He'd be a doctor and he'd work for Doctors Without Borders.

The idea was growing very quickly now. Not one novel, but a series…

And so Jonathan and Emma Ransom were born. He's a doc, she's a spy, or as General Franks would say, "an operator." Sure they're fictional characters, but I'm pretty convinced that somewhere out there in this big, bad world, there are a man and woman just like them.

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Customer Reviews

Average Rating 4
( 106 )
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See All Sort by: Showing 1 – 20 of 106 Customer Reviews
  • Posted July 2, 2010

    more from this reviewer

    superb espionage thriller

    In Zabul Province, Afghanistan Dr. Jonathan Ransom of Doctors Without Borders is providing medical care to the locals when a Taliban assault occurs. He is air lifted out of the deadly firefight.

    However, Jonathan learns from his assistant Hamid who secretly works for the American top secret agency Division that his wife Emma also known in some circles as Lara Antonova, who may be one of their operatives, is in trouble. He knows how capable a killer his Emma is so Jonathan has problems accepting the assertion, but refuses to ignore the possibility. Apparently Emma has done something to anger a Taliban brutal operative The "Hawk" and thwart fuming arms dealer Lord Balfour. The Division fears Emma has gone rogue somewhere in the mountainous border between Afghanistan and Pakistan. In fact she has found a B-52 that crashed in 1980 carrying a nuclear bomb that she has taken with her. Everyone from the infamous Indian war dealer to the deadly Taliban terrorist to the Division and even the Russians' FSB head to Lashkar Province seek to take the bomb from Emma-Lara; except Jonathan who seeks to extract his wife from being in the eye of the storm.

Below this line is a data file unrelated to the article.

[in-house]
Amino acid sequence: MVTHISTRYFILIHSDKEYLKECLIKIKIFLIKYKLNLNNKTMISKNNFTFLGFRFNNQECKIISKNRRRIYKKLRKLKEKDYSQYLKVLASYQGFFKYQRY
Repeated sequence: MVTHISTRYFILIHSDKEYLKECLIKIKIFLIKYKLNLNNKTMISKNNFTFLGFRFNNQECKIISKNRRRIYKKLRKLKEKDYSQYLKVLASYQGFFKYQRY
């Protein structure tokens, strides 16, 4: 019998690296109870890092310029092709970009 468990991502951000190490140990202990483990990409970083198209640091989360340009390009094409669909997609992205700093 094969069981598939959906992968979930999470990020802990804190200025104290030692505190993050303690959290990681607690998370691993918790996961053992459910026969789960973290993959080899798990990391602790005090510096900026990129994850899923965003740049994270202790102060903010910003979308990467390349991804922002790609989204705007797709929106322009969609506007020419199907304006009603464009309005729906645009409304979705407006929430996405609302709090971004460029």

The third Ransom Rules (see Rules of Vengeance and Rules of Deception) is a superb espionage thriller as Jonathan who wants nothing to do with Division or spying is back in the field worried about his mysterious spouse. Readers learn much more about enigmatic Emma's background as she operates with rules in which trust and rely on no one as they will betray you. Jonathan is pulled between saving his wife and securing the bomb, which leaves readers anxiously awaiting the fate of the nuke in his next thriller.